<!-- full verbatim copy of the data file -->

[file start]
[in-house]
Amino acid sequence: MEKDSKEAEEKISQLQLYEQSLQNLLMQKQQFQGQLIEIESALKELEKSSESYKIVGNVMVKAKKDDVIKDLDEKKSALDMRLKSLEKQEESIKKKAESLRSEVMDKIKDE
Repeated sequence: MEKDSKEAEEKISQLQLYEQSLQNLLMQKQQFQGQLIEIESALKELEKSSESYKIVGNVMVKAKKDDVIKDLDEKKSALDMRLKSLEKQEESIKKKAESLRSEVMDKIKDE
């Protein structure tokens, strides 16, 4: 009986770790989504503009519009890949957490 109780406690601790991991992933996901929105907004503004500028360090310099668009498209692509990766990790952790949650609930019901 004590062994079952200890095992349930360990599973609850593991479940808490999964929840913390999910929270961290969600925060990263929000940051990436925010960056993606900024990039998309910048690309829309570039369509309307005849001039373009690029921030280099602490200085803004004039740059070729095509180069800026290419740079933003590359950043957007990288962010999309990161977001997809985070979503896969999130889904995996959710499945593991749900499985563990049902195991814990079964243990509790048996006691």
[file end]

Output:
[in-house]
Amino acid sequence: MEKDSKEAEEKISQLQLYEQSLQNLLMQKQQFQGQLIEIESALKELEKSSESYKIVGNVMVKAKKDDVIKDLDEKKSALDMRLKSLEKQEESIKKKAESLRSEVMDKIKDE
Repeated sequence: MEKDSKEAEEKISQLQLYEQSLQNLLMQKQQFQGQLIEIESALKELEKSSESYKIVGNVMVKAKKDDVIKDLDEKKSALDMRLKSLEKQEESIKKKAESLRSEVMDKIKDE
């Protein structure tokens, strides 16, 4: 009986770790989504503009519009890949957490 109780406690601790991991992933996901929105907004503004500028360090310099668009498209692509990766990790952790949650609930019901 004590062994079952200890095992349930360990599973609850593991479940808490999964929840913390999910929270961290969600925060990263929000940051990436925010960056993606900024990039998309910048690309829309570039369509309307005849001039373009690029921030280099602490200085803004004039740059070729095509180069800026290419740079933003590359950043957007990288962010999309990161977001997809985070979503896969999130889904995996959710499945593991749900499985563990049902195991814990079964243990509790048996006691």